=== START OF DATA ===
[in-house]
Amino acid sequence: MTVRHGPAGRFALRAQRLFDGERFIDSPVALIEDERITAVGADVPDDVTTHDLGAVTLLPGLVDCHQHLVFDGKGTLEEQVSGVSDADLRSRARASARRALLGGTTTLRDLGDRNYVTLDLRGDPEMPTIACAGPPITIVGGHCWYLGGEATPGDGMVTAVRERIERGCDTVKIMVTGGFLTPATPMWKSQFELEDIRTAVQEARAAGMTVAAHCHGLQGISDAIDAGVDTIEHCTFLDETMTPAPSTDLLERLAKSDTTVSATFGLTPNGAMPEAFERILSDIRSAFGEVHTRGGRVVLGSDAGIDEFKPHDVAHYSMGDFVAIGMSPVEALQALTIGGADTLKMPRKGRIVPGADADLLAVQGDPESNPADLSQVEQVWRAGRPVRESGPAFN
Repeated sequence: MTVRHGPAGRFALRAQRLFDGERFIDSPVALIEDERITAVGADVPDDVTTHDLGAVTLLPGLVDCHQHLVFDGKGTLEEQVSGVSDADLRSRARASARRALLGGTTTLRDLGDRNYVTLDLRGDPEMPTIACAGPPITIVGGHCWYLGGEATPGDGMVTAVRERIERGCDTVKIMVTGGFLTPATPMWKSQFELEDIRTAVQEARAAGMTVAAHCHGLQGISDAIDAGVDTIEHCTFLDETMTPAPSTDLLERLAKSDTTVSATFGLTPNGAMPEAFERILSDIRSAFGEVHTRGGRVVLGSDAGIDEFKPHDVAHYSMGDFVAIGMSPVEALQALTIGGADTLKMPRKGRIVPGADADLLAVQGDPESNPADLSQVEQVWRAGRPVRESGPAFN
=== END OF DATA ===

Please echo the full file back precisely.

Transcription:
[in-house]
Amino acid sequence: MTVRHGPAGRFALRAQRLFDGERFIDSPVALIEDERITAVGADVPDDVTTHDLGAVTLLPGLVDCHQHLVFDGKGTLEEQVSGVSDADLRSRARASARRALLGGTTTLRDLGDRNYVTLDLRGDPEMPTIACAGPPITIVGGHCWYLGGEATPGDGMVTAVRERIERGCDTVKIMVTGGFLTPATPMWKSQFELEDIRTAVQEARAAGMTVAAHCHGLQGISDAIDAGVDTIEHCTFLDETMTPAPSTDLLERLAKSDTTVSATFGLTPNGAMPEAFERILSDIRSAFGEVHTRGGRVVLGSDAGIDEFKPHDVAHYSMGDFVAIGMSPVEALQALTIGGADTLKMPRKGRIVPGADADLLAVQGDPESNPADLSQVEQVWRAGRPVRESGPAFN
Repeated sequence: MTVRHGPAGRFALRAQRLFDGERFIDSPVALIEDERITAVGADVPDDVTTHDLGAVTLLPGLVDCHQHLVFDGKGTLEEQVSGVSDADLRSRARASARRALLGGTTTLRDLGDRNYVTLDLRGDPEMPTIACAGPPITIVGGHCWYLGGEATPGDGMVTAVRERIERGCDTVKIMVTGGFLTPATPMWKSQFELEDIRTAVQEARAAGMTVAAHCHGLQGISDAIDAGVDTIEHCTFLDETMTPAPSTDLLERLAKSDTTVSATFGLTPNGAMPEAFERILSDIRSAFGEVHTRGGRVVLGSDAGIDEFKPHDVAHYSMGDFVAIGMSPVEALQALTIGGADTLKMPRKGRIVPGADADLLAVQGDPESNPADLSQVEQVWRAGRPVRESGPAFN